In the event that real rates remain negative (i.e. the rate of inflation continues to rise faster than the rate of return on investment), money will continue to flow to where it is treated best – namely, gold, commodities, unfinanced real estate, and government securities.

You see, the issue with data and financial projections is that they are just that: yesterday’s data and a projection based on yesterday’s data. But when surprises emerge, similar to what happened today, you get a rout. It is obvious then that investment of any kind must be based on more than just data, but a general understanding of the wide dynamic at play (why we use mega-data or history as a guide) and the depth of the perception (much like seeing that the cash on the balance sheet is worth more than the supposed market cap).

The market must be watched closely over the next few days for signs are market irrationality. A recovery from today’s carnage should be expected and then a bumpy ride down. If this does occur (I imagine volatility going nuts with a few daily 250+ point swings) then an equity shorting opportunity may be incumbent.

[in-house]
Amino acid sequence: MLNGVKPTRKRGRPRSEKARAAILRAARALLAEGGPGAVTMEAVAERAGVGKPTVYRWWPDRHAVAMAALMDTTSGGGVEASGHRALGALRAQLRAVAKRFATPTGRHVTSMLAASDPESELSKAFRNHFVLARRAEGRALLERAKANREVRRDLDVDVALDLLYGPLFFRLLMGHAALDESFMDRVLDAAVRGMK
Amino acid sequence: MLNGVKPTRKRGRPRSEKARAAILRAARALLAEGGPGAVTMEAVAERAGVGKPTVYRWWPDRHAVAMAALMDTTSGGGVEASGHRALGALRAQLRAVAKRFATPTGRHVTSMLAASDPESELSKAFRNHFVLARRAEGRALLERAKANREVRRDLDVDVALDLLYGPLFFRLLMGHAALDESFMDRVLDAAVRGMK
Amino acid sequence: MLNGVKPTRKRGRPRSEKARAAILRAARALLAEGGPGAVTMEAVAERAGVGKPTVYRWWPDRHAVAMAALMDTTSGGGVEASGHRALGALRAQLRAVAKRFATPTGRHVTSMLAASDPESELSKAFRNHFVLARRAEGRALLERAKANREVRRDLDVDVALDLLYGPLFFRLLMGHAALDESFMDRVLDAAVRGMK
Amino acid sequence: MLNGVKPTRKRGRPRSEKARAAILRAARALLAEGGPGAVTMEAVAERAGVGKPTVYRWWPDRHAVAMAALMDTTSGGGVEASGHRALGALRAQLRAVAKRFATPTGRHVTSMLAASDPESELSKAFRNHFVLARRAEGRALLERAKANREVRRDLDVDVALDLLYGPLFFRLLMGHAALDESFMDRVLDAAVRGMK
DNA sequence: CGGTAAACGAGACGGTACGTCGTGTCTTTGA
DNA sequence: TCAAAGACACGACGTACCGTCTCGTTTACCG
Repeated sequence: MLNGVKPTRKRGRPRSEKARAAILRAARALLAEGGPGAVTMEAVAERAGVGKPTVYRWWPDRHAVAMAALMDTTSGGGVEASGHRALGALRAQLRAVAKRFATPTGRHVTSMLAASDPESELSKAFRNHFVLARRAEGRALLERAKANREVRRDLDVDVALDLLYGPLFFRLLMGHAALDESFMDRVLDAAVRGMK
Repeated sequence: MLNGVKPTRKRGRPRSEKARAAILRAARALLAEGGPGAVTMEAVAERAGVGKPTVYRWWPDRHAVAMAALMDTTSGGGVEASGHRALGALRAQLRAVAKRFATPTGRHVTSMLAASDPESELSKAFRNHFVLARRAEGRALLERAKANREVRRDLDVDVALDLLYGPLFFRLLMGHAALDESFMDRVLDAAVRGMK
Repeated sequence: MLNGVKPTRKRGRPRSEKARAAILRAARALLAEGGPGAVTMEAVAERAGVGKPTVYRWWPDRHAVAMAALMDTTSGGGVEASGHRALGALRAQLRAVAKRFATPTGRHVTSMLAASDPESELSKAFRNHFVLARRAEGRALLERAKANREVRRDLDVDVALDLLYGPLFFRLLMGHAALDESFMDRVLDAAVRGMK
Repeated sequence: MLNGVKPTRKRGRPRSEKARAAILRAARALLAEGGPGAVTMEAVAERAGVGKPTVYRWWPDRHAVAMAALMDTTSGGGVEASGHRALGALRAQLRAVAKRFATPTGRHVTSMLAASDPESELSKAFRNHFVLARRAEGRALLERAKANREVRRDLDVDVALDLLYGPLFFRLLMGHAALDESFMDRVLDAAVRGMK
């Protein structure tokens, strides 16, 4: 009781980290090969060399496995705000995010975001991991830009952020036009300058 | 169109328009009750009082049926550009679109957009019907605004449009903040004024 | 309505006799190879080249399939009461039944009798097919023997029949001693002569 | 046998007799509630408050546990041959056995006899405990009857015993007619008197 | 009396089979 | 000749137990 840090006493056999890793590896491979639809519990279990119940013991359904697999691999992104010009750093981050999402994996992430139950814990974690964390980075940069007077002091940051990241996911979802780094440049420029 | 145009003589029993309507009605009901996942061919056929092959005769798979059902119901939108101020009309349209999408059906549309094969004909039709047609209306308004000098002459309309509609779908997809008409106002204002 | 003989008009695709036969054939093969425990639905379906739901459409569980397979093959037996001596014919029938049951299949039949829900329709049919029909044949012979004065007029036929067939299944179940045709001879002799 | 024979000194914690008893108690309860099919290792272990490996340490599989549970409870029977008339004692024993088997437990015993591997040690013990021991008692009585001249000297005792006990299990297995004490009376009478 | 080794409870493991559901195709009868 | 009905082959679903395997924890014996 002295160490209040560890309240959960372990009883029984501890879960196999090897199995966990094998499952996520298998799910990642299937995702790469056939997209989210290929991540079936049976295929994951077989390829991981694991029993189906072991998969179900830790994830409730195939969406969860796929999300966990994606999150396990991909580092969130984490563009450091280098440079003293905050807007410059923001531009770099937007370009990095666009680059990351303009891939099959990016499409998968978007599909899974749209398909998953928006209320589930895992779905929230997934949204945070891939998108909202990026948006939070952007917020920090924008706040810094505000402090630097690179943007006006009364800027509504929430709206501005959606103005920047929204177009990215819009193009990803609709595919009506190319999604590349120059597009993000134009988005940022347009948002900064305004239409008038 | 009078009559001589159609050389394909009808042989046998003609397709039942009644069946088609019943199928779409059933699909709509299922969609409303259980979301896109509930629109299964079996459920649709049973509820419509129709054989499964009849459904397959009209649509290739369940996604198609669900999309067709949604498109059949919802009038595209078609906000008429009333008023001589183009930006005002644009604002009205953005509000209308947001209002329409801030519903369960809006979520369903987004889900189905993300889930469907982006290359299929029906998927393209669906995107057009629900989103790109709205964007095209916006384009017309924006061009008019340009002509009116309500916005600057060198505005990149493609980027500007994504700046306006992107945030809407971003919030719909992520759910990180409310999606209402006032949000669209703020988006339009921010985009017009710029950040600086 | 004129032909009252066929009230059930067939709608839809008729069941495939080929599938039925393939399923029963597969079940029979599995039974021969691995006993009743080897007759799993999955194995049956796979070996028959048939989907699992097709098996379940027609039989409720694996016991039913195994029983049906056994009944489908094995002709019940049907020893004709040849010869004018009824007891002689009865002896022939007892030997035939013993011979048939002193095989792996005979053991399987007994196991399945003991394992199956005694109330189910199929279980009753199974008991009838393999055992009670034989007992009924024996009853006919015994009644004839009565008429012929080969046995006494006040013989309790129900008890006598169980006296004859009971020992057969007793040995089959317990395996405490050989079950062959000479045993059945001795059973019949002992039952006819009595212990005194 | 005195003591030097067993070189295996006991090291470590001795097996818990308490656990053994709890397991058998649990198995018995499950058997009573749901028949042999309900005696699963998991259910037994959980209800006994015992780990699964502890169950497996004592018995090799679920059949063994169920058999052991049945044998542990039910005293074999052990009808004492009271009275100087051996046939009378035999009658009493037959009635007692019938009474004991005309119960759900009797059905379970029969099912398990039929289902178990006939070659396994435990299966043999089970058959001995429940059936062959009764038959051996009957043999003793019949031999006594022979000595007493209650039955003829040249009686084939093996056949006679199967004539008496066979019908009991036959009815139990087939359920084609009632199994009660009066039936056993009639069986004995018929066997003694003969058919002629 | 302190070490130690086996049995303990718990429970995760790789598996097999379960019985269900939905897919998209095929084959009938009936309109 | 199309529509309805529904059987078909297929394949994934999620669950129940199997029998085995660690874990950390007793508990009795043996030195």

How To Play This Move

Shorting with Funds: There are a number of funds you can use to short the general market: Ideally are the SDOW (Dow), SQQQ (Nasdaq) and SPXU (S&P) each of which offers you 3x leverage on market losses (and 3x the loss if markets rise). You can find a full list here:

Shorting with Options: Another way would be to buy options on market losses for a few months out. These options could be sold once in-the-money. An option is basically insurance against possible events. In this case, a falling market and a tapped out American consumer.

Always remember to cut your losses and let your winners run!

Disclosure: I own no open positions, long or short. I do own some metals which I do not intend on selling at any price.